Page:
5. Wordsmithing: Teachers were asked to “further discuss and wordsmith the [categories] until there was agreement on criteria for the rubric…[Categories] that were not important for the learning to be assessed could have been removed from the list of criteria. For example, handwriting may be a [category] that was noted but, upon discussion, found to be unrelated to the content and skills on which the rubrics were concentrating” (Brookhart, 2013).
  6. Descriptions of levels: For each category, teachers discussed what elements should be described and how they might change from performance level to performance level. Using this table, teachers recorded the categories in the far-left column, and then filled in each category’s appropriate performance levels.
    1. Teachers were informed that one effective way of drafting performance-level descriptions is to start with the description of ideal work and “back down” the quality for each level below it.
    2. For help teachers were able to refer to the Desired Characteristics of Descriptions of Levels of Performance for Classroom Rubrics and two sample rubrics.
  7. Presentations/Analysis: As a “class,” teachers presented and analyzed each other’s rubrics. During the analysis, teachers were asked revisit the questions from Step #1 and to also consider how this rubric creation activity could be adapted to work with their students.

Three more points:

  • The driving force behind student-created rubrics is students grappling with exemplars and uncovering their strengths, which they can then use to drive their own work. By the time students are done analyzing these exemplars they are so entrenched in what quality work looks like, making it their own is that much easier…These are points I should have hammered home prior to the start of the above activity, as communicating the why provides motivation for both teacher and student learning. Also, having the teachers first read a blog post such as this one could have supported this cause.
  • If you are going to use this activity with teachers, make sure to emphasize that fact that it represents only one way for students to create rubrics (although, the same general process/idea should always be applicable). Perhaps provide teachers with time to adapt the process to best fit their students.
  • How to Create and Use Rubrics for Formative Assessment and Gradingby Susan Brookhart provided me with the framework for our activity. (I can highly recommend this book as well as her book on feedback.) I adapted the activity in collaboration with my Assistant Superintendent, Lynn Fuini-Hetten (@lfuinihetten) and my colleague, Erin Murphy (@MurphysMusings5).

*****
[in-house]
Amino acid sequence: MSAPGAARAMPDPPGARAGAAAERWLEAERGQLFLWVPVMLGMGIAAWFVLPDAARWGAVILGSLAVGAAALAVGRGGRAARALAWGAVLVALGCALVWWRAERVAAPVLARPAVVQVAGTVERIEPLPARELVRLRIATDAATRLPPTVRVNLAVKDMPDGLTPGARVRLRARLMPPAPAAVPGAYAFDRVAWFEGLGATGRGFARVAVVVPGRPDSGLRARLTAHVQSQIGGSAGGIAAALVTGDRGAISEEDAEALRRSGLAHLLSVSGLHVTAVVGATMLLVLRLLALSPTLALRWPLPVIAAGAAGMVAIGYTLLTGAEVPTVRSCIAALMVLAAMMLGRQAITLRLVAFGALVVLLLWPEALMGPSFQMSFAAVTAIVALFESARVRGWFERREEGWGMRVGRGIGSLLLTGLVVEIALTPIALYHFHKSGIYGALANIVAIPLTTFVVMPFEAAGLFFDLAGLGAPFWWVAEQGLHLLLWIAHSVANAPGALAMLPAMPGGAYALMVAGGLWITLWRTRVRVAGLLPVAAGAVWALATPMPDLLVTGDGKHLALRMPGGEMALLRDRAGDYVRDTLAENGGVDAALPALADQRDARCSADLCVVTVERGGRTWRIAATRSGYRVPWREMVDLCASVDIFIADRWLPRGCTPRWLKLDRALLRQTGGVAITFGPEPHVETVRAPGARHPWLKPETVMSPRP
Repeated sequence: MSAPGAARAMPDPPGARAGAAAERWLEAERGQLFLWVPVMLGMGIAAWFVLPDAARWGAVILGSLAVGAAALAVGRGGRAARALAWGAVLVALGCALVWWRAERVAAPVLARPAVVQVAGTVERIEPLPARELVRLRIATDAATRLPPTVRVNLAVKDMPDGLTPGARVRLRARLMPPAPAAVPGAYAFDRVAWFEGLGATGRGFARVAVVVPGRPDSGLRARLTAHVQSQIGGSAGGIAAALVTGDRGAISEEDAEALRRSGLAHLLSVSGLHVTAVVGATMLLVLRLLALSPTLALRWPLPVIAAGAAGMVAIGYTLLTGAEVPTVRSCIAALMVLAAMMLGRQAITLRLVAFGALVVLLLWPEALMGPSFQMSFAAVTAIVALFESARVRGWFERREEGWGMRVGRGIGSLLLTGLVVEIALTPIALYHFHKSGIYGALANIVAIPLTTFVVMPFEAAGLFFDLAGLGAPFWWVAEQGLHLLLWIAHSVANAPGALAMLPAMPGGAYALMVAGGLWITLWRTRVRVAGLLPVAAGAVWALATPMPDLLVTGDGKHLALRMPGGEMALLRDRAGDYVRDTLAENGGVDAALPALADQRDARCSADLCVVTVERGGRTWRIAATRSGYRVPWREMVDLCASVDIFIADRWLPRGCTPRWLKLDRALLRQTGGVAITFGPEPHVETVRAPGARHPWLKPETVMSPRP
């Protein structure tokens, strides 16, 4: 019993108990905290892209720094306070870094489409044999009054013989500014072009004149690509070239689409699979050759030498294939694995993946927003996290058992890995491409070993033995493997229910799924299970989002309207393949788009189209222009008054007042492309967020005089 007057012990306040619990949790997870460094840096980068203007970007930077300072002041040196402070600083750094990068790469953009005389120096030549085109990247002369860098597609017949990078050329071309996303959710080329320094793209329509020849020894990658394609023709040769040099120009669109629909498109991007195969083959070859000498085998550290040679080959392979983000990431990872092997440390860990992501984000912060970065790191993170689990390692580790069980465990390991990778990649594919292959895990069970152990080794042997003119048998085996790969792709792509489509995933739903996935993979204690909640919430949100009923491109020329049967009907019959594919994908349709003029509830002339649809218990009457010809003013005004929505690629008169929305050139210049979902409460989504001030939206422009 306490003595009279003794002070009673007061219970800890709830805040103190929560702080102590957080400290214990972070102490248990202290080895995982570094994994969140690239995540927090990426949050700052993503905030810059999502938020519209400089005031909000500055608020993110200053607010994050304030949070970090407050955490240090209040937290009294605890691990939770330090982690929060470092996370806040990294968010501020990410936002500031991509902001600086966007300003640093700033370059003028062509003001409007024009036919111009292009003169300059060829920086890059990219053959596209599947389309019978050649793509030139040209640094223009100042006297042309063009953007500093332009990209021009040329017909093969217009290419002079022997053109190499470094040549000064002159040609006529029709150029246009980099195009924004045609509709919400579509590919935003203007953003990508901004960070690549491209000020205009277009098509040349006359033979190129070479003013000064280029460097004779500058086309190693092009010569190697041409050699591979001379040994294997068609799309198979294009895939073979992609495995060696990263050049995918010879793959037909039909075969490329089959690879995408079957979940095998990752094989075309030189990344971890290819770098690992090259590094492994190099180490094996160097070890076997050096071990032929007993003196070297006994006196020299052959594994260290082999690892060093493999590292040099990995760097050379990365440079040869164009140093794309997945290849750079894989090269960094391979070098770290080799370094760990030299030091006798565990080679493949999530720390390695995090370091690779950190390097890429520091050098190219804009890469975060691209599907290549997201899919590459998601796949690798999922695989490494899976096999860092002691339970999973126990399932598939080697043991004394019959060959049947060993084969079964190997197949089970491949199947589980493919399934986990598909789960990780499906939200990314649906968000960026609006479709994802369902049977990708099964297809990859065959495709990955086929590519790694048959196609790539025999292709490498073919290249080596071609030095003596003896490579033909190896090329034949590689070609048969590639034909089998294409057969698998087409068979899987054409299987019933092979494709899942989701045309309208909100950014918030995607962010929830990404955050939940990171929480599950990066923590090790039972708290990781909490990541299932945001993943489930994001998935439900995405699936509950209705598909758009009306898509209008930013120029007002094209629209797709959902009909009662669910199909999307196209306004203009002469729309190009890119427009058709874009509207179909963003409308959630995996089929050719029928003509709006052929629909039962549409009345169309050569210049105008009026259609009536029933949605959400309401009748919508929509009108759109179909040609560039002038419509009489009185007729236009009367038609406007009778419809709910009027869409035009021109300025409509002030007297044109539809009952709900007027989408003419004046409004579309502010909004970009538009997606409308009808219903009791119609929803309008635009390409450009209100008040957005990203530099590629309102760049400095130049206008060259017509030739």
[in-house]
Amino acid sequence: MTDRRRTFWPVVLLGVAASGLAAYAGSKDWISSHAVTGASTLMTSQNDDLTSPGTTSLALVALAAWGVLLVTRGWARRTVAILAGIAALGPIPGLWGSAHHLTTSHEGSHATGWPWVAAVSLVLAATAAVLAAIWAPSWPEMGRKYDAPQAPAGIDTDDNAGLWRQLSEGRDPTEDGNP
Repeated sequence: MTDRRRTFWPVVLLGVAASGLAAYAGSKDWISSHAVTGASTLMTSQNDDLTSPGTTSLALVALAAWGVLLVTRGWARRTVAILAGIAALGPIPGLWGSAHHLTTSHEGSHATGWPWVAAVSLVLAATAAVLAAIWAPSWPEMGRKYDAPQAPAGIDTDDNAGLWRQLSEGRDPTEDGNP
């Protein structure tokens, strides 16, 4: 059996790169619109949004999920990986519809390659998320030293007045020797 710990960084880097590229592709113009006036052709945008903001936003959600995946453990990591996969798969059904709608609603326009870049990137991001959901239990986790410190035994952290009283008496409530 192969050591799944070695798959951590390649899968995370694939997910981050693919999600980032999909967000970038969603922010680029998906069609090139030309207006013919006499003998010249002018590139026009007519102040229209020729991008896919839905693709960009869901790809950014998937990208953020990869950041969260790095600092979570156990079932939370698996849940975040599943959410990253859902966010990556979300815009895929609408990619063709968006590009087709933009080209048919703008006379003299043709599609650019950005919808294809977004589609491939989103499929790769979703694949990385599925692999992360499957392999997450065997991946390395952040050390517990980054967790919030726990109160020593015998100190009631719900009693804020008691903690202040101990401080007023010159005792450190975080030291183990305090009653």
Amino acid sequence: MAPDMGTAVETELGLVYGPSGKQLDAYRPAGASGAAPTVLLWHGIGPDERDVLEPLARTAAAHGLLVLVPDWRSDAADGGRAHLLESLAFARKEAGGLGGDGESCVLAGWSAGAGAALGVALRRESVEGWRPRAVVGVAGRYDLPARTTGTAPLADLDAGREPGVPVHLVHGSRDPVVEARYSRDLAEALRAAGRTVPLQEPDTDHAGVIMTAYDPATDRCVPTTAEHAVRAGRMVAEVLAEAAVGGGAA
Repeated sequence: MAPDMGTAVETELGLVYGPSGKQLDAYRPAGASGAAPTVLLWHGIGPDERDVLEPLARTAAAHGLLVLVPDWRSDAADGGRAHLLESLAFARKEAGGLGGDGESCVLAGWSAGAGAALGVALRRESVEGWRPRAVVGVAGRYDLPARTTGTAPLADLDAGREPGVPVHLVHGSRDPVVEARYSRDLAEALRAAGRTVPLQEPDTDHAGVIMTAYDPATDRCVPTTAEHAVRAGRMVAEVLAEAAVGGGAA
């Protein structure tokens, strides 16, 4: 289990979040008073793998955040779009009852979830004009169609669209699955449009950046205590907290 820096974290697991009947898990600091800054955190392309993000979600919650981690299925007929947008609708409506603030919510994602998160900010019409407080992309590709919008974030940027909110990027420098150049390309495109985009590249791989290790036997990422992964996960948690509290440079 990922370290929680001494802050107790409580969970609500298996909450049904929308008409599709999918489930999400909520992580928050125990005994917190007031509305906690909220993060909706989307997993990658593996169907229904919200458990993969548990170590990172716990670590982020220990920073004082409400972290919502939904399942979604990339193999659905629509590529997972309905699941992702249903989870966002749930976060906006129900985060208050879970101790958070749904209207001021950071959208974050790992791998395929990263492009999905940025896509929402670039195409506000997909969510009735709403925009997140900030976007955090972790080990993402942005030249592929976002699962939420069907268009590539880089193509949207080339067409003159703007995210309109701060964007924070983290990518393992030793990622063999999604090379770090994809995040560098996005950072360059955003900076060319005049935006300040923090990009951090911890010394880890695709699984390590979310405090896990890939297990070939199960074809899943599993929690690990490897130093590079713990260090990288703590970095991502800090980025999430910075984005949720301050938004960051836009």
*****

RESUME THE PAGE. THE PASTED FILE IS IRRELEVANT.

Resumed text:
The following rubric related resources have been added to our PBL website, which features some of the best resources I could find on the topic. The idea was to create a one stop shop for teachers that (1) supports them in implementing PBL in their classrooms, while (2) not making it entirely necessary for them to find materials on their own. Also, all resources used throughout the three professional development sessions will be posted to the site.

What are your thoughts on student-created rubrics or rubrics in general? What roles do rubrics play in your classroom, school, and/or district?

Connect with Ross on his blog and on Twitter.

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I am the coauthor of Hacking Project Based Learning, and the Supervisor of Instructional Practice K-12 in the Salisbury Township School District (1:1 MacBook/iPad) in Allentown, Pennsylvania. I am an Apple Distinguished Educator and a Google Certified Innovator. My passions are inquiry-based learning and quality professional development. I blog about these topics at rosscoops31.com. I regularly speak, present, and conduct workshops related to my writings and professional experiences.

When I am not working, I enjoy eating steak and pizza, exercising, reading books, playing on my computer, and provoking my three beautiful nephews. Please feel free to connect via email, RossCoops31@gmail.com, and Twitter, @RossCoops31.

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Guest Monday, 18 February 2019